When Savages‘ Silence Yourself burst onto the scene in 2013, with its rock-hard riffs that rocked hard but were never hard rock, it was genuinely refreshing — like a time capsule from the early ’80s that had somehow manage to attract modernism to itself rather than simply aping it, and had somehow managed to get here while entirely missing out grunge and metal.
A totally focused and purposeful blast of pure post-punk energy, it was impossible NOT to wonder to yourself “how the hell do you follow that?” It was such a self-contained artefact, it would have been tragic but understandable if it had remained at that, and no more new Savages material had been forthcoming. Because, really, where WOULD you go after that? Lose that focus, or carry on rocking the same groove?Now, nearly three years later, we get the answer to that question. And it’s a happy one. Adore Life, their “difficult” second album is, if anything, even better than Silence Yourself. Turns out there was enough of that energy and bloody-mindedness to maintain the intensity and widen the focus both at the same time. Savages still wear their (immaculate) influences on their sleeves — the uptight bouncy funk bass of The Pop Group or Gang Of Four, the endlessly-echoed scratched strings of Bauhaus, the angular guitar onslaught of Wire – and Jehnny Beth‘s still rocking that Siouxsie/Patti Smith vibe. But to dismiss, or even to praise, Savages as expert post-punk revivalists is to miss the point. Rock music has always been, at heart, an accretion of sound and influence, with everything carrying echoes of what went before. It’s what you do with those influences and sounds that counts, and Savages continue to combine them in new and fascinating ways. There’s even a hit of The Smiths on the title track (though when it comes to chronicling heartbreak, they’re more akin to a more “fuck you” Gloria Gaynor than to Moz, less sweetly melancholic and more bitterly defiant).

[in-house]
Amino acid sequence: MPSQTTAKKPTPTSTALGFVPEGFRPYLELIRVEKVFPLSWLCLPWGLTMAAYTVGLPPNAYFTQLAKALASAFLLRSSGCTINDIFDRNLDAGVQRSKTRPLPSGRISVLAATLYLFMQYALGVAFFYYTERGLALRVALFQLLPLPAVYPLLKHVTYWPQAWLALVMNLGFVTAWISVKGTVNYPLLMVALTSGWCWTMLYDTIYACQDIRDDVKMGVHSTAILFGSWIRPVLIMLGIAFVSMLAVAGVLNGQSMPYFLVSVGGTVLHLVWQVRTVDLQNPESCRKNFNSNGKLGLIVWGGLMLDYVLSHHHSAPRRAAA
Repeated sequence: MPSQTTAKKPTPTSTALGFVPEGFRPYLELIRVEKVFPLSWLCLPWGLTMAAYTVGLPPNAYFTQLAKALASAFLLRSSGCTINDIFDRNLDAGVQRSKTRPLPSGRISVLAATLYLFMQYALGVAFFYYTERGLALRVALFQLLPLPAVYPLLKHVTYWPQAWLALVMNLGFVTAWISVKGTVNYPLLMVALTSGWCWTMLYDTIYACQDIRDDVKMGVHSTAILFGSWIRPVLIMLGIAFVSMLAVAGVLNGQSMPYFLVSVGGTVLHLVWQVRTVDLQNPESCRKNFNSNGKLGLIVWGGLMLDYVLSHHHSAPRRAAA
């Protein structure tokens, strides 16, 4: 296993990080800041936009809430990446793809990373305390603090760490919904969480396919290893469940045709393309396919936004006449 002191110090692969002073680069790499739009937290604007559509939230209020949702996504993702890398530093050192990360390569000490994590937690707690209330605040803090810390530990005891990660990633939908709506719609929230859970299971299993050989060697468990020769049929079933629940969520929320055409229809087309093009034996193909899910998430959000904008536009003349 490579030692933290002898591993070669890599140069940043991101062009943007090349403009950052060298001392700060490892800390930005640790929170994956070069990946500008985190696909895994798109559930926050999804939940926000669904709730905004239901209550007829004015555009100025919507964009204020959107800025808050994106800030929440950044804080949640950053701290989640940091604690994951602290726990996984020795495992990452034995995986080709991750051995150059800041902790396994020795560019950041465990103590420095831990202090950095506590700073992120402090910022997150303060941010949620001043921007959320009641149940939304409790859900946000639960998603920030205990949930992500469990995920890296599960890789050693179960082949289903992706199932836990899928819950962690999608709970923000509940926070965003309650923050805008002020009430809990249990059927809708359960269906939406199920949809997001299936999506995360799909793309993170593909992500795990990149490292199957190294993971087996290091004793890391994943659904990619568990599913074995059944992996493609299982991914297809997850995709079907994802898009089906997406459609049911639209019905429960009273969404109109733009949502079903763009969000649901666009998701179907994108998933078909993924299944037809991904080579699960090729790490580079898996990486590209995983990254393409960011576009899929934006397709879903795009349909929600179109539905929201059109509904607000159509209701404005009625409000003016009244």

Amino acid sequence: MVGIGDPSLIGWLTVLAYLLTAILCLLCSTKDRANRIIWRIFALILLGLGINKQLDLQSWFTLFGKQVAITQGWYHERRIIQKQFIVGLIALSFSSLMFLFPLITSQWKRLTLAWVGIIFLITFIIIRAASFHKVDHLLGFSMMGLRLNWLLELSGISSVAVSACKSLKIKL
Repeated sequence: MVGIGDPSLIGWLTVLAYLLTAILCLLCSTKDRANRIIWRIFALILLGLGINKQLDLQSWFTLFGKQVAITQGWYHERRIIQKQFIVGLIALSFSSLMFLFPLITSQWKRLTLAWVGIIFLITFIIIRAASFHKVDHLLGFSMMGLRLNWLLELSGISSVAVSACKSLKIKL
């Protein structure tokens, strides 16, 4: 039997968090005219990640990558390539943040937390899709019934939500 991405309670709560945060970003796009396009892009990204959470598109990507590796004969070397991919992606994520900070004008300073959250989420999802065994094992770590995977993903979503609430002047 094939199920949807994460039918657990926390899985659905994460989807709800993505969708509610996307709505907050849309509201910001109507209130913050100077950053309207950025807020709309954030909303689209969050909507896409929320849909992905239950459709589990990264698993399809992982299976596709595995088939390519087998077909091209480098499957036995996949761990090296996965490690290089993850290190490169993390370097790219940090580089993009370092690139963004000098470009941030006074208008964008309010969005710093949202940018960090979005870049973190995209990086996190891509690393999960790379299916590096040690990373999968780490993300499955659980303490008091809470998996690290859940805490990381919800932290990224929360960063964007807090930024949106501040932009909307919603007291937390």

There’s more space to Adore Life than there was to Silence Yourself; it’s a less claustrophobic album, but still not a pipe and slippers comfortable one. Their increased range hasn’t spread their sound any thinner — each new aspect is given just as much effort and fury, resulting in something quite exhilarating.So now, having travelled this far sonically with them, the listener is left in the same position as back in 2013; wondering just how they’re going to top THIS. My advice? Quit worrying, and live in the moment. The music’s in safe hands. And there’s plenty of it here to be going on with.